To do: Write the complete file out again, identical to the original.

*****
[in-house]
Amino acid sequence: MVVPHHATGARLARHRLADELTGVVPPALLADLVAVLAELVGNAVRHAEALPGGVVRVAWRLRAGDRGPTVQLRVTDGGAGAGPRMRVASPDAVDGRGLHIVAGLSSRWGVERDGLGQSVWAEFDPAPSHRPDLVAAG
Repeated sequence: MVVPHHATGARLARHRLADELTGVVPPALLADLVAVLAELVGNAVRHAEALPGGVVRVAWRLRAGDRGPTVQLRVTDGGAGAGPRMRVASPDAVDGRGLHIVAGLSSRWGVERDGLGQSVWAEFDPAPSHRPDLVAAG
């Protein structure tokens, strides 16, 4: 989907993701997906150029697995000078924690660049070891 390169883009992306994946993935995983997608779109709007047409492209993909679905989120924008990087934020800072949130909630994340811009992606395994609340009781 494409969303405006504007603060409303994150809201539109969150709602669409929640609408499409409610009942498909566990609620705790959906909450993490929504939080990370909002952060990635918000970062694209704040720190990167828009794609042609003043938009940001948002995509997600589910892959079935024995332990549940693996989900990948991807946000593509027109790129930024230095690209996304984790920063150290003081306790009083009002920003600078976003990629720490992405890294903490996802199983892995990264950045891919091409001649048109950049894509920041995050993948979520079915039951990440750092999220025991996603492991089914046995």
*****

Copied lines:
[in-house]
Amino acid sequence: MVVPHHATGARLARHRLADELTGVVPPALLADLVAVLAELVGNAVRHAEALPGGVVRVAWRLRAGDRGPTVQLRVTDGGAGAGPRMRVASPDAVDGRGLHIVAGLSSRWGVERDGLGQSVWAEFDPAPSHRPDLVAAG
Repeated sequence: MVVPHHATGARLARHRLADELTGVVPPALLADLVAVLAELVGNAVRHAEALPGGVVRVAWRLRAGDRGPTVQLRVTDGGAGAGPRMRVASPDAVDGRGLHIVAGLSSRWGVERDGLGQSVWAEFDPAPSHRPDLVAAG
């Protein structure tokens, strides 16, 4: 989907993701997906150029697995000078924690660049070891 390169883009992306994946993935995983997608779109709007047409492209993909679905989120924008990087934020800072949130909630994340811009992606395994609340009781 494409969303405006504007603060409303994150809201539109969150709602669409929640609408499409409610009942498909566990609620705790959906909450993490929504939080990370909002952060990635918000970062694209704040720190990167828009794609042609003043938009940001948002995509997600589910892959079935024995332990549940693996989900990948991807946000593509027109790129930024230095690209996304984790920063150290003081306790009083009002920003600078976003990629720490992405890294903490996802199983892995990264950045891919091409001649048109950049894509920041995050993948979520079915039951990440750092999220025991996603492991089914046995």